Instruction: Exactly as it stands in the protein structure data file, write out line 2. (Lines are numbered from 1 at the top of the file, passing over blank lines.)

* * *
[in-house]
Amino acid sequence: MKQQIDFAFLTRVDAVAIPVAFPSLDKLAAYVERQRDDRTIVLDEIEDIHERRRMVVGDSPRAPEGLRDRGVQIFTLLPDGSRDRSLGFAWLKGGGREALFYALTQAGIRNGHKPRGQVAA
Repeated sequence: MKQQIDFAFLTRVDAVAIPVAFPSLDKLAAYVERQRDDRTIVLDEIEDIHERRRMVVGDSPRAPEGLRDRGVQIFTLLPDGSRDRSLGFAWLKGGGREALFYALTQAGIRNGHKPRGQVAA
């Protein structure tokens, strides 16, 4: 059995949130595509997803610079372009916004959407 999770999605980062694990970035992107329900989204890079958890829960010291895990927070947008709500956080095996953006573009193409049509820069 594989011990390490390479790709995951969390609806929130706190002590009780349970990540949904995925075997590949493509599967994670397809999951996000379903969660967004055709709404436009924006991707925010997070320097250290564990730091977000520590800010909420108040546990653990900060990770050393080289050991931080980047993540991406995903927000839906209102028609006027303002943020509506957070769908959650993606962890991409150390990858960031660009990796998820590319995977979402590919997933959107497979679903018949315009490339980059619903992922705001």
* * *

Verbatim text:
Amino acid sequence: MKQQIDFAFLTRVDAVAIPVAFPSLDKLAAYVERQRDDRTIVLDEIEDIHERRRMVVGDSPRAPEGLRDRGVQIFTLLPDGSRDRSLGFAWLKGGGREALFYALTQAGIRNGHKPRGQVAA